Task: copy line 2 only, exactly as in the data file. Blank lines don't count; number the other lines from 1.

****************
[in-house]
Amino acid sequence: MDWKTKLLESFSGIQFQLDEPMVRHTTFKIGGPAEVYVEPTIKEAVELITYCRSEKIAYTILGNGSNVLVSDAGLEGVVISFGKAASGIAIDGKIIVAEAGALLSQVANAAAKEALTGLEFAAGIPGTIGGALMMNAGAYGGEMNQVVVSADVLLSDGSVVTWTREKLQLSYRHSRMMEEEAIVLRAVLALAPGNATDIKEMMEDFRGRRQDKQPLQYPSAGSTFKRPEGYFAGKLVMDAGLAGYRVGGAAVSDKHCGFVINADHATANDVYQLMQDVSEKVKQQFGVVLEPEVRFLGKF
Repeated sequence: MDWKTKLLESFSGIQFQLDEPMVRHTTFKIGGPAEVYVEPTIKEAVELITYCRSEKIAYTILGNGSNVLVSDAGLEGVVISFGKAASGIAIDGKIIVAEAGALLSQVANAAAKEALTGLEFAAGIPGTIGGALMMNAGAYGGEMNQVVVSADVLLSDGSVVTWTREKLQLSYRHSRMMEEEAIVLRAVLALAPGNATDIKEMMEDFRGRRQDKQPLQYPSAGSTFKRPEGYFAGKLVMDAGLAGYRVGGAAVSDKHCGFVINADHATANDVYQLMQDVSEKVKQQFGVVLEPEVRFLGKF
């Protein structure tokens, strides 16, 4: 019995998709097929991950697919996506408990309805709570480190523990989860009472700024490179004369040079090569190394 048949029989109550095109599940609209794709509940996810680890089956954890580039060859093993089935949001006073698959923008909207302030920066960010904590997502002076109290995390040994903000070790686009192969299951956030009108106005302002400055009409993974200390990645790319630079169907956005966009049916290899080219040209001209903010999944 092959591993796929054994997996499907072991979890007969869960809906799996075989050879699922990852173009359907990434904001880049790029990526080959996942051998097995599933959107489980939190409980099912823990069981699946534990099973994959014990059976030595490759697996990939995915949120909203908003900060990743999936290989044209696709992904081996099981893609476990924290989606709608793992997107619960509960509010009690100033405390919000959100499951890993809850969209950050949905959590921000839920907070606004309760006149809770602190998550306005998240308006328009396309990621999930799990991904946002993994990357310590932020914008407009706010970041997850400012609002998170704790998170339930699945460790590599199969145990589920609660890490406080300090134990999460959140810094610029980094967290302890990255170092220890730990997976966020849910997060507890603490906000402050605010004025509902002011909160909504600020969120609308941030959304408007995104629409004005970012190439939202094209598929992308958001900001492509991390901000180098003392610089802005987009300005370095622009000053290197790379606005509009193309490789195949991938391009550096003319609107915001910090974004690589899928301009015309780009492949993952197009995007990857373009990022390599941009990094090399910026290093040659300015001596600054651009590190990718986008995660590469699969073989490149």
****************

Amino acid sequence: MDWKTKLLESFSGIQFQLDEPMVRHTTFKIGGPAEVYVEPTIKEAVELITYCRSEKIAYTILGNGSNVLVSDAGLEGVVISFGKAASGIAIDGKIIVAEAGALLSQVANAAAKEALTGLEFAAGIPGTIGGALMMNAGAYGGEMNQVVVSADVLLSDGSVVTWTREKLQLSYRHSRMMEEEAIVLRAVLALAPGNATDIKEMMEDFRGRRQDKQPLQYPSAGSTFKRPEGYFAGKLVMDAGLAGYRVGGAAVSDKHCGFVINADHATANDVYQLMQDVSEKVKQQFGVVLEPEVRFLGKF